The municipal clerk is the oldest of public servants in local government, along with the tax collector. The profession traces back before Biblical times. For example, the modern Hebrew translation of town clerk is "Mazkir Ha'ir" which literally translated, means city or town reminder: "The early keepers of archives were often called remembrancers," and before writing came into use their memory served as the public record.
When the early colonists came to America they set up forms of local government to which they had been accustomed, and the office of clerk was one of the first to be established. When the colonists first settled in Plymouth, Massachusetts, they quickly appointed a person to act as recorder. That person kept all the vital records for birth, marriages, and deaths for the church, as well as various other records of appointments, deeds, meetings, and the election of officers at the annual town meeting.
Over the years, municipal clerks have become the hub of government, the direct link between the inhabitants of their community and their government. The clerk is the historian of the community, for the entire recorded history of the town (city) and its people is in his or her care.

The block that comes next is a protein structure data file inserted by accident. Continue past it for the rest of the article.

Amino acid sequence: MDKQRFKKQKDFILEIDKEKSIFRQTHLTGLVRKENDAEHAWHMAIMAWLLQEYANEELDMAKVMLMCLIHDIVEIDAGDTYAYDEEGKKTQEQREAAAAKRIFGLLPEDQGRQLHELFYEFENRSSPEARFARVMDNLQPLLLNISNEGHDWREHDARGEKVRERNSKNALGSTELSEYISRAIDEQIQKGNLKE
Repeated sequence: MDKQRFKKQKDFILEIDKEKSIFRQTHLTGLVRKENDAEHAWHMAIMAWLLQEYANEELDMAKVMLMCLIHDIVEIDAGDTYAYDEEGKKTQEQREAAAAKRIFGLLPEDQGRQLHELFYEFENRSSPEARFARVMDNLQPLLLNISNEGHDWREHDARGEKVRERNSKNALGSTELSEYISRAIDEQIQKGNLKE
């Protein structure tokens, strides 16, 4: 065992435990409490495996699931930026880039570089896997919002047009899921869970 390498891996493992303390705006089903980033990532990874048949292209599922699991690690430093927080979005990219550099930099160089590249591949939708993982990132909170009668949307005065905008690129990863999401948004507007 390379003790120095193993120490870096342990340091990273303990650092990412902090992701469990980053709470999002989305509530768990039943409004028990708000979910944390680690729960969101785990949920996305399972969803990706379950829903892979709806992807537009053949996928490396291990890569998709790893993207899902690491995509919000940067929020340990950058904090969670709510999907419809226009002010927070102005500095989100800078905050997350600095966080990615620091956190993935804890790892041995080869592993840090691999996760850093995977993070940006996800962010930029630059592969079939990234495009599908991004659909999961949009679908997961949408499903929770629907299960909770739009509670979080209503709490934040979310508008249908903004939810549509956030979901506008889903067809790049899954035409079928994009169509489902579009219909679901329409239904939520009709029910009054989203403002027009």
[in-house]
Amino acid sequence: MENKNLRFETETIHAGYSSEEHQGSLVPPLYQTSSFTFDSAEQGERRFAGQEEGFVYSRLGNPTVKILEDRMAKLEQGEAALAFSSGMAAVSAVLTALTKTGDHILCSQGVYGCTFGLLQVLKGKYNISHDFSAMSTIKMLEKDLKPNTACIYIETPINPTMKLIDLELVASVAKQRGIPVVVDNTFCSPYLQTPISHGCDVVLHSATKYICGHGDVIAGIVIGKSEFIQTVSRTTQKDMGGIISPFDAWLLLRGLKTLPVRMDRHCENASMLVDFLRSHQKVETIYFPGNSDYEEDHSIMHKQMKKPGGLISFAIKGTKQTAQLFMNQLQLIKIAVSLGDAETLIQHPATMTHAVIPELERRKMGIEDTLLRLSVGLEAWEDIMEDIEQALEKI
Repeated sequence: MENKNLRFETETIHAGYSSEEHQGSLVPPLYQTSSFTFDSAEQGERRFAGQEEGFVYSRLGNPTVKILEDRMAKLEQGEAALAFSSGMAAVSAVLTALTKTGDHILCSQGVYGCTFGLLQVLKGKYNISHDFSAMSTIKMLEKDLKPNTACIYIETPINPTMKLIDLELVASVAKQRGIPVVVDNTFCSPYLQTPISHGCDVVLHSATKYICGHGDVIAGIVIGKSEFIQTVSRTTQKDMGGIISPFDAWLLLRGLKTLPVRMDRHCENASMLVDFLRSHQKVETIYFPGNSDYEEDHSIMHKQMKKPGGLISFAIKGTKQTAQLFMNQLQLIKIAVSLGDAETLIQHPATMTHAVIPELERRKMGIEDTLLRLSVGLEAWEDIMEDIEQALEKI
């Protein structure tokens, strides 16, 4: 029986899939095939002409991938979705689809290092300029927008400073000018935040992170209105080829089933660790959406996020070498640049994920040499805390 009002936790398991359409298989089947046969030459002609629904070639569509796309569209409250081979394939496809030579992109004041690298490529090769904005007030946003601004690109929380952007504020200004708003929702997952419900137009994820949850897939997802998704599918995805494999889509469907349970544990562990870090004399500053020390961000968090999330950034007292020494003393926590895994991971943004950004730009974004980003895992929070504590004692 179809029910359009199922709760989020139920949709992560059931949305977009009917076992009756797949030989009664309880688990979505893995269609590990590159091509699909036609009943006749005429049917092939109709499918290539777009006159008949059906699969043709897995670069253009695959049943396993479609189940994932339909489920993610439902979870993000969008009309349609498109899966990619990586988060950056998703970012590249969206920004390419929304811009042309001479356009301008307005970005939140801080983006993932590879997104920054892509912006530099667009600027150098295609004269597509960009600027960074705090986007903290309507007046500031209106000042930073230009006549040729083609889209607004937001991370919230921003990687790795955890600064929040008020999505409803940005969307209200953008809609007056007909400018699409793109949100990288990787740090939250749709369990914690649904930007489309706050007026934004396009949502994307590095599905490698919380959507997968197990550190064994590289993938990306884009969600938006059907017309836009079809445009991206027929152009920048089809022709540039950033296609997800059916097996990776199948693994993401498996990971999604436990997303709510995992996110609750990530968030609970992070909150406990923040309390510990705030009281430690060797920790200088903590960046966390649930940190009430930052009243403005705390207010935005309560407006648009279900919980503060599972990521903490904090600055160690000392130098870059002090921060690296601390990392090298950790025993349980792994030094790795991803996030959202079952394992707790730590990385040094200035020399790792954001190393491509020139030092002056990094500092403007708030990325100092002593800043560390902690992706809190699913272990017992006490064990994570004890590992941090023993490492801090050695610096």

The eminent political scientist, Professor William Bennett Munro, writing in one of the first textbooks on municipal administration (1934), stated:
"No other office in municipal service has so many contracts. It serves the mayor, the city council, the city manager (when there is one), and all administrative departments without exception. All of them call upon it, almost daily, for some service or information. Its work is not spectacular, but it demands versatility, alertness, accuracy, and no end of patience. The public does not realize how many loose ends of city administration this office pulls together."
These words, written more than 50 years ago, are even more appropriate today.